Vintage Beetle

VW Beetle circa mid 50s

The much-loved Volkswagen Beetle was first conceived as an economizing measure, for an affordable 'people's car' in Germany on the eve of WW2, in 1938. With over 2 million produced since, the Beetle has the great distinction of being the most enduring car design in the world and also the most manufactured of any single design type. So why has this little rear-engined, rear-wheel drive car been so successful?

1949 Beetle Convertable.
The Beetle was designed by Ferdinand Porsche and backed by Nazi dictator Adolf Hitler and although WW2 interrupted Beetle production in favour of military-use vehicles, post-war production was resumed under British control and in the first year, sold in the thousands. As pre-war investment in the Beetle had been generous, under the watchful eye of high-standard German industry, much thought and development went into its design and function.

It's interesting to note however, that some of its exterior design features of the Beetle echo the earlier, Czech made Tatra T97 and in fact, Tatra did attempt to sue Ferdinand Porsche early on in the piece. Porsche evidently was willing to settle, after having admitted to "looking over the Tatra designs', but Hitler declared he would "settle the matter" and indeed he did, for when Germany invaded Czechoslovakia,  production of the Tatra ceased immediately and the lawsuit became a moot point.

Tatra T97 Circa 1936, '37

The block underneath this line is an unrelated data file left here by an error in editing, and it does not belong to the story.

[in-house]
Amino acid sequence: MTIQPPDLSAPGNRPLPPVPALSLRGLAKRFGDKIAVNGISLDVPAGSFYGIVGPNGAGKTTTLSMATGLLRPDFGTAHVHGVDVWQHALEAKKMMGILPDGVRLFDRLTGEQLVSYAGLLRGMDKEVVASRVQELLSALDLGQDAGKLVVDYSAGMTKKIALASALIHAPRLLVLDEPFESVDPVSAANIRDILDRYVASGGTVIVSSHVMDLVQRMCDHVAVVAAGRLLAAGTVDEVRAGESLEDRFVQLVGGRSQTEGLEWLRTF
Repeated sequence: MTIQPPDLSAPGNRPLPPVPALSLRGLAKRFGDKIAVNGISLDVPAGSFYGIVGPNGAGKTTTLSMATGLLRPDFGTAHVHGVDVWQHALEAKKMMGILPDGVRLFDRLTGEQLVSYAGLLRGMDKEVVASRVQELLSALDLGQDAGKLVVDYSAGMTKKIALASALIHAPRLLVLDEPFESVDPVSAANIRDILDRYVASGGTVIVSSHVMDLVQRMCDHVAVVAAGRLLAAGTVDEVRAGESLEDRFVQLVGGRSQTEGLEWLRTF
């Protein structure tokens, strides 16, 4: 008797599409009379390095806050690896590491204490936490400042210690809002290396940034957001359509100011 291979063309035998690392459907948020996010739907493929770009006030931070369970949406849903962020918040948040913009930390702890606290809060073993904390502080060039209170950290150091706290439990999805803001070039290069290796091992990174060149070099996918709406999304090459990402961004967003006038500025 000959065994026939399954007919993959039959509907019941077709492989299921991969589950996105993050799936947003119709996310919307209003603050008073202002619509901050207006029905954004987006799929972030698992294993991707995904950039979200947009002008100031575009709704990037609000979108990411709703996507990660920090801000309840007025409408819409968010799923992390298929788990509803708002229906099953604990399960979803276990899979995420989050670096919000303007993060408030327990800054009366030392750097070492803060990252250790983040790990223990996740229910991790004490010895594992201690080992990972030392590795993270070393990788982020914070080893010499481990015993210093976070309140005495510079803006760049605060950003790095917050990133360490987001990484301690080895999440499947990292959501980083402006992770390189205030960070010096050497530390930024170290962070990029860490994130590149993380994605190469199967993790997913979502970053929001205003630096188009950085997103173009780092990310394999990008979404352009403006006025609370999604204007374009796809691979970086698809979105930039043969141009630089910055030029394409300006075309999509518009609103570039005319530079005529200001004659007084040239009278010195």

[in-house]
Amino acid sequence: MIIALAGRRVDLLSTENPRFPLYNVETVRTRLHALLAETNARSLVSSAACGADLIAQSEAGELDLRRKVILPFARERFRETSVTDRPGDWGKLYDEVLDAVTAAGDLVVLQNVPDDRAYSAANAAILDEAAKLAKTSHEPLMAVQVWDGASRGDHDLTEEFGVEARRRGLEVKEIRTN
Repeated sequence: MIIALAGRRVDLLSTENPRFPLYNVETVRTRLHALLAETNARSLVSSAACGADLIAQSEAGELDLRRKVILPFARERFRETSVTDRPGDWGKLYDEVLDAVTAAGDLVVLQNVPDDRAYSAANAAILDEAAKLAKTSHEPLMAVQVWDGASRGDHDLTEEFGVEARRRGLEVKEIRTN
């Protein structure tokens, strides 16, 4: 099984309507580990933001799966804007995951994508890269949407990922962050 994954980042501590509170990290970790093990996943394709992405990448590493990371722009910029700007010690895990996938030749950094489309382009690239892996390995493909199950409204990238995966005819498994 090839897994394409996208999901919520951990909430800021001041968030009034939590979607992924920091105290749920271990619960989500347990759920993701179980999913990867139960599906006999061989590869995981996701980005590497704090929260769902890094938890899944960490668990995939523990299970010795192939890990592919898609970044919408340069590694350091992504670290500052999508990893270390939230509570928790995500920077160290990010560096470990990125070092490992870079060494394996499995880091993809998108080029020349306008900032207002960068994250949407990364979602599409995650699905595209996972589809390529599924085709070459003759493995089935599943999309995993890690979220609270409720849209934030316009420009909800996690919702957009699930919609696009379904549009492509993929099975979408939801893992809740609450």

Beetles were designed to be reliable and economical, both to buy and to run- salient features that set them apart from the pack. The curvy car was also aesthetically appealing, with a bubble-like, rounded charm and 'personality'. Despite some earlier skepticism from American Auto-manufacturer's, by the 1950s the Beetle had become a top-selling car in the US and was stronger and faster than many comparable European small cars on the market at the time.

1969 Beetle
So successful was the Beetle, it became the iconic symbol of Volkswagen and the core model of its line-up. Production of the Beetle continued right up to 2000's, when, after-sales had been slumping due to the growth and popularity of Japanese-made small cars, the last factory was closed. Over the decades, though there were changes made to the engine, as well the exterior appearance (removal of the rear window bar, less elongated front etc),the Beetle always retained it's distinctive, instantly recognizable look. The old Beetle is still a relatively common sight on the roads and of course, they are loved by their collectors.

Thai Beetle
1972 Beetle

The versatile Beetle converted to a pick-up truck.
1968 Beetle Volksrod